Wednesday, July 20, 2011


The Worm

Let us give thanks for our poverty, said the guy dressed in rags.
I saw him with my own eyes: drifting through a town of flat houses,
built of brick and mortar, between the United States and Mexico.
Let us give thanks for our violence, he said, even if it's futile
like a ghost, even if it leads to nothing,
just as these roads lead nowhere.
I saw him with my own eyes: gesturing over a rosy background
that resisted the black, ah, sunset on the border,
glimpsed and lost forever.
Sunsets that enveloped Lisa's father
at the beginning of the fifties.
Sunsets that gave witness to Mario Santiago,
up and down, frozen stiff, in the backseat
of a contrabandist's car. Sunsets
of infinite white and infinite black.

I saw him with my own eyes: he looked like a worm with a straw hat
and an assassin's glare
and he traveled through the towns of northern Mexico
as if wandering lost, evicted from the mind,
evicted from the grand dream, everyone's dream,
and his words were, madre mía, terrifying.

He looked like a worm with a straw hat,
white clothes,
and an assassin's glare.
And he traveled like a fool
through the towns of northern Mexico
without daring to yield,
without choosing
to go down to Mexico City.
I saw him with my own eyes,
coming and going
with traveling vendors and drunks,
shouting his promises through streets
lined with adobes.
He looked like a white worm
with a Bali between his lips
or an unfiltered Delicados.
And he traveled, from one side to the other
of dreams,
just like an earthworm,
dragging his desperation,
devouring it.

A white worm with a straw hat
under the northern Mexican sun,
in soils watered with blood and the mendacious words
of the frontier, the gateway to the Body seen by Sam Peckinpah,
the gateway to the evicted Mind, the pure little
whip, and the damned white worm was right there,
with his straw hat and cigarette hanging
from his lower lip, and he had the same assassin's
glare, as always.
I saw him and told him I have three lumps on my head
and science can no longer do a thing for me.
I saw him and told him get out of my tracks, you prick,
poetry is braver than anyone,
the soils watered with blood can suck my dick, the evicted Mind
hardly rattles my senses.
From these nightmares I'll retain only
these poor houses,
these wind-swept streets
and not your assassin's glare.

He looked like a white worm with his straw hat
and a handgun under his shirt,
and he never stopped talking to himself or with whomever
about a village
at least two or three thousand years old,
up there in the North, next to the border
with the United States,
a place that still existed,
only forty houses,
two cantinas,
and a grocery store,
a town of vigilantes and assassins
like him himself,
adobe houses and cement patios
where one's eyes were forever hitched
to the horizon
(that flesh-colored horizon
like a dying man's back).
And what did they hope to see appear there? I asked.
The wind and dust, maybe.
A minimal dream,
but one on which they staked
all their stubbornness, all their will.

He looked like a white worm with a straw hat and a Delicados
hanging from his lower lip.
He looked like a twenty-two-year-old Chilean walking into Café la Habana
and checking out a blonde girl
seated in the back,
in the evicted Mind.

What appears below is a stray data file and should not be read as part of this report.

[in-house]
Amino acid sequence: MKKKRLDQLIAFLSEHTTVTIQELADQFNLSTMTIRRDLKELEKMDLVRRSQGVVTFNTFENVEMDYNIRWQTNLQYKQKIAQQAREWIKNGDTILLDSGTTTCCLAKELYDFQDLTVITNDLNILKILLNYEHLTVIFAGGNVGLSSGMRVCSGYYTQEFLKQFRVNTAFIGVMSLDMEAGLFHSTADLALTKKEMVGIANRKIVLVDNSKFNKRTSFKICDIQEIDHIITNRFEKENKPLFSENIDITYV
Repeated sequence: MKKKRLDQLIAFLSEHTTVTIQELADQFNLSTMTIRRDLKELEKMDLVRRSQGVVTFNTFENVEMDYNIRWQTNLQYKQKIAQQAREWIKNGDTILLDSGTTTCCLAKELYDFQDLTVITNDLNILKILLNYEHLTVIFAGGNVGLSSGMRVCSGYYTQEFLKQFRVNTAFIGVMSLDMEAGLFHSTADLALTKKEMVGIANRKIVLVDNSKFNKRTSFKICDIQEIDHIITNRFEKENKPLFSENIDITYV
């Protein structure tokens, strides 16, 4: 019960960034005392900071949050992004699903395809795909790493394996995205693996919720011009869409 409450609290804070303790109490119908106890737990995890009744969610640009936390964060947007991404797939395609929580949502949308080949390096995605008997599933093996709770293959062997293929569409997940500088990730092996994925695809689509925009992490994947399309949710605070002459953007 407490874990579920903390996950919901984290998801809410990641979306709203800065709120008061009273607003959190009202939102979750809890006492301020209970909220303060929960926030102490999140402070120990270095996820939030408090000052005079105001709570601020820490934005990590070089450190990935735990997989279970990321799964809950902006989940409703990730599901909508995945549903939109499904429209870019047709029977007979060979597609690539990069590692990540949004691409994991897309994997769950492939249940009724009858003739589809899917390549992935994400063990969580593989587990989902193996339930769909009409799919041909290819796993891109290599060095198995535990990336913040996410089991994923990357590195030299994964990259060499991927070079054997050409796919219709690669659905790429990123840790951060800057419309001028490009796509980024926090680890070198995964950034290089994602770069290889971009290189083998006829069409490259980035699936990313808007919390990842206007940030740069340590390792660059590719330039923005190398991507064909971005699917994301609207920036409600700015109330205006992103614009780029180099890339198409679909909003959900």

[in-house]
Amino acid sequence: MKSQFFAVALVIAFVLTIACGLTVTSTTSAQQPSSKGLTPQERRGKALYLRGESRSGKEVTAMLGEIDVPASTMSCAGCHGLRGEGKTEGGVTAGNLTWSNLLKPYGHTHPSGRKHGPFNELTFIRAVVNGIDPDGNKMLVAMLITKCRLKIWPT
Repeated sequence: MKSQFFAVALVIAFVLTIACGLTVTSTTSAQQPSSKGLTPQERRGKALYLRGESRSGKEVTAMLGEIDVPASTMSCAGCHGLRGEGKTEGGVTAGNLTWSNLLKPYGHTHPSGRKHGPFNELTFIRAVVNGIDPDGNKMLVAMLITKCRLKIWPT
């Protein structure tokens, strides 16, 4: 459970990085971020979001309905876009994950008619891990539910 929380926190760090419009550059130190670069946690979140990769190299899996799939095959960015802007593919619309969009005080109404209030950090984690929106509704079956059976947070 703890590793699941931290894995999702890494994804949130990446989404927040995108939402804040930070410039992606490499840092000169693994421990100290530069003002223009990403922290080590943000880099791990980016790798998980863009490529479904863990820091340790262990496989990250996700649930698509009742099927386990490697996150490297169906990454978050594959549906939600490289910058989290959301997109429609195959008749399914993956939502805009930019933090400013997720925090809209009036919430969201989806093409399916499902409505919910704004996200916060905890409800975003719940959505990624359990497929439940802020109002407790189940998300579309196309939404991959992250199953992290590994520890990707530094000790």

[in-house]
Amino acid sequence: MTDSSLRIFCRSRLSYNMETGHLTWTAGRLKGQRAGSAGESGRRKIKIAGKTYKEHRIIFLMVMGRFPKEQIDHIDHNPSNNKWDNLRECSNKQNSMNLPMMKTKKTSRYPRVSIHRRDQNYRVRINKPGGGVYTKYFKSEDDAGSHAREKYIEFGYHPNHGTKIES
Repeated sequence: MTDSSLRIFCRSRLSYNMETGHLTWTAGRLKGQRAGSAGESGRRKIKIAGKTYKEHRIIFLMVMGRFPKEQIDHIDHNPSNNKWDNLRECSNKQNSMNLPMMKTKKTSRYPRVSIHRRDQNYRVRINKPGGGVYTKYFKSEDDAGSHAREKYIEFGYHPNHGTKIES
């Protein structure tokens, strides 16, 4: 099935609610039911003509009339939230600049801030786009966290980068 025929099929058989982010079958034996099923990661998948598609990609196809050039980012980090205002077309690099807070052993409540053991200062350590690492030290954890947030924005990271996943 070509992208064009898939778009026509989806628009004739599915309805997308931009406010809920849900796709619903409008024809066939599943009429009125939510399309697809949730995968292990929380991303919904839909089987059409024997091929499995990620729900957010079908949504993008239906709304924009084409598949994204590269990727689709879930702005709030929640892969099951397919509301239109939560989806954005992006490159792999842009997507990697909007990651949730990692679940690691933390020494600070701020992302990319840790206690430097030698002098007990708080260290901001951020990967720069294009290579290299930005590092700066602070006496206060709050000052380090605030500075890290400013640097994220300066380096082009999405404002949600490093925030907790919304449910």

They looked like the midnight walks
of Mario Santiago.
In the evicted Mind.
In the enchanted mirrors.
In the hurricane of Mexico City.
The severed fingers were growing back
with surprising speed.
Severed fingers,
in the air of Mexico City.

-Roberto Bolaño

Tuesday, July 19, 2011


The Bottom

I stopped drinking on my way down the hill
to the liquor store when two guys pulled up
and tried to drag me into their pickup. I crossed the street
then ran in the opposite direction, puffing
against the incline. The stranger thrust into reverse
and, when I wouldn't talk to him,
threw a bag of McDonald’s trash at me,
Stuck up bitch. I stopped drinking
when I realized I was fighting
for the vodka at the bottom of the hill
more than I was fighting against the terrible
things that could have happened to me
inside the cab of that rusty Chevy. I stopped drinking
before cell phones. I stopped drinking
after Days of Wine and Roses. I stopped drinking
even as I kept walking to El Prado Spirits
and the guy behind the counter who recognized me
asked if I was alright. I didn't tell him
what had happened because he might have called
the police and then I would have had to wait
for them to arrive to fill out a report, delaying my Smirnoff.
I stopped drinking even before I had that last sip,
as I ran back up the hill squeezing a bottle by its neck.

-Denise Duhamel

Monday, July 11, 2011


The Interrupted Concert

The frozen sleepy pause
of the half moon
has broken the harmony
of the deep night.

The ditches, shrouded in sedge,
protest in silence,
and the frogs, muezzins of shadow,
have fallen silent.

In the old village inn
the sad music has ceased,
and the most ancient of stars
has muted its ray.

The wind has come to rest
in dark mountain caves,
and a solitary poplar—Pythagoras
of the pure plain—
lifts its aged hand
to strike at the moon.

-Federico García Lorca
(Translated By W. S. Merwin)

Friday, July 1, 2011


Changing A Tire By The Missouri River

Turning the nuts one at a time
at midnight on a country road
the cold clear black air
pours into my body

and a mile away the invisible
Missouri River slides along.
You stand in the headlights yellow
corridors of light

wrapped in a blanket
impenetrable fields on either side
where farm dogs call and
the distant coyotes answer.

We have one child asleep
in the car another turning
with stars in your body.
On the giant billboard a dreamy

cowboy is lifting a slice
of bacon to his mouth.
I see my hands glow
with the lovely moment
of changing this tire.

The four way wrench slowly revolves.
I am entering my life.

__Harley Elliott